Ways to minimise our impact on other people’s mental health

person who is potentially struggling with mental issues

I remember being fascinated by mental health 15 years ago. I was in sixth form and I became a peer counsellor to offer support to younger students in the school. Then mental health was something no one wanted to talk about, or took seriously.

Fast forward 15 years, and now mental health has captured the attention of people who once didn’t understand or want to understand. Nowadays everyone talks about "mental health matters" and "let’s reduce suicides". However, people are not willing to change their behaviours to help reduce mental health cases. We are currently using the mentality of changing our behaviours to support people going through a difficult time, instead of changing our behaviours to prevent people from experiencing dark thoughts in the first place.

So I want to share three small things we can all do from today, to begin shifting our behaviour to reduce mental health issues in people around us.

"Drawing Banter Lines" – I love a bit of banter, who doesn’t? Some of the most fun memories I share with friends and family are based on jokes and laugher, sometimes to the extent I laughed so much I got a stomach ache. However, banter isn’t always harmless – especially when you attack someone’s physical or mental weaknesses.

"You’re fat, you’re dark, you’re short, you’re so gay, you’re stupid, you have a big nose." It might be funny to you, they might even laugh along with you, but is that "joke" the first time they’ve heard it?

When a comment is repeated again and again it slowly chips away at their self-confidence. There is a strong correlation between having low self-esteem and mental health issues. I have seen people attempt to say they were upset or offended by someone’s joke only to be met by "you need to toughen up" or "it’s only banter, can’t you take it?".

The person making the joke doesn’t get to decide another person’s boundaries, and that’s not in our power. What is in our power is to understand the banter has caused pain, learn the person’s boundaries and respect them. If your only way of being funny is by insulting someone, then I suggest you leave the jokes to the comedians and focus on other ways of building a better relationship with your friend.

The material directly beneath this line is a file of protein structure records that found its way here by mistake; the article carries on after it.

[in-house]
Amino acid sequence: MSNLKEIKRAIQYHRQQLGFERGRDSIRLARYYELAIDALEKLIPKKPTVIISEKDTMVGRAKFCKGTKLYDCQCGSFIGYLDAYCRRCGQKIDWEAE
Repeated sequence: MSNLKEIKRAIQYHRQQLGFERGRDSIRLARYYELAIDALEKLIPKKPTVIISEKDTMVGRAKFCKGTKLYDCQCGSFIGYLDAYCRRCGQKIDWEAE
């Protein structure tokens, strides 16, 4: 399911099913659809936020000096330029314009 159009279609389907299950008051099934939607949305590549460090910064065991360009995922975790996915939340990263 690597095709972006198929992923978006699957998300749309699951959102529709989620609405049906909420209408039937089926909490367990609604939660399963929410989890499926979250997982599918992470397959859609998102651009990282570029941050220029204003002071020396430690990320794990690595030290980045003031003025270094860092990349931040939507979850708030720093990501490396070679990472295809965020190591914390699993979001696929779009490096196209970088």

From today – start asking your friends what their boundaries are and understand them. Let them determine what is funny and what isn’t. Give them the power to tell you when you overstep the mark and to hold you to account.

This leads me to my second point nicely.

Understanding Experiences – Often in banter, when you ignore a person’s right to be upset by the joke, you’re ignoring their experience and making it about you. We often do this when people share their life experiences too. Even when you mean well, you can be dismissive of their experiences by talking about other people who went through something similar. "My friend Jonty had depression and he did yoga to help," or "I had depression and I didn’t behave that way." People are different. Their lives, situations and circumstances are all different. So instead of trying to pick flaws in their behaviour, learn more about them as an individual. It’s not a one glove fits all.

You may mean well, but there are over 7 billion people on this planet. Learn what makes them different, and how their experience has affected them.

Be patient. Listen and ask questions to try and understand. Accept their reality, without telling them they’re wrong. You don’t walk in their shoes.

Through listening you can understand the person better. It’s however, also important to understand the world so you can better understand experiences.

Learning – disabilities, illnesses, racism, sexism, homophobia, discrimination, poverty are just some examples of reasons people may experience mental health issues. It’s essential we arm ourselves with information around these topics, so we can better help people who live different lives to us. Instead of dismissing racism as a problem "because it doesn’t happen to me" or "I’ve never seen it" learn about the history and reality of it learn how you may be holding up systems of inequalities and how you can help break down these barriers.

Start reading books or watching documentaries which tell you about alternate realities people face. Talk to people who have a different life to you and learn about their lives.

People always say "be kind" but what does "being kind" mean? To me being kind is showing love, understanding and respect to others and the three tips above are small steps we can start taking today to a more loving, respectful and understanding world.

Manoj Kerai Manoj Kerai Posted on February 12, 2020 Instagram: Manojie Facebook: /manojkeraiwriter